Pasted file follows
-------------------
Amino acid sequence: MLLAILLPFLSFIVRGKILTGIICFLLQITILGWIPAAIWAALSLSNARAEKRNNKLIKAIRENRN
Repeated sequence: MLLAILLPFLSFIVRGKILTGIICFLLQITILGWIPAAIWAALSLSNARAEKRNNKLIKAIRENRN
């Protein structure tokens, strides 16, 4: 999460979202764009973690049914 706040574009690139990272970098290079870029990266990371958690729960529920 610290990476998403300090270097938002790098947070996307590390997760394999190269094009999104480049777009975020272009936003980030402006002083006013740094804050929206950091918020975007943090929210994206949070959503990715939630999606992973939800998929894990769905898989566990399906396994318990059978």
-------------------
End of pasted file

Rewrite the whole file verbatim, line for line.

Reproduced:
Amino acid sequence: MLLAILLPFLSFIVRGKILTGIICFLLQITILGWIPAAIWAALSLSNARAEKRNNKLIKAIRENRN
Repeated sequence: MLLAILLPFLSFIVRGKILTGIICFLLQITILGWIPAAIWAALSLSNARAEKRNNKLIKAIRENRN
């Protein structure tokens, strides 16, 4: 999460979202764009973690049914 706040574009690139990272970098290079870029990266990371958690729960529920 610290990476998403300090270097938002790098947070996307590390997760394999190269094009999104480049777009975020272009936003980030402006002083006013740094804050929206950091918020975007943090929210994206949070959503990715939630999606992973939800998929894990769905898989566990399906396994318990059978």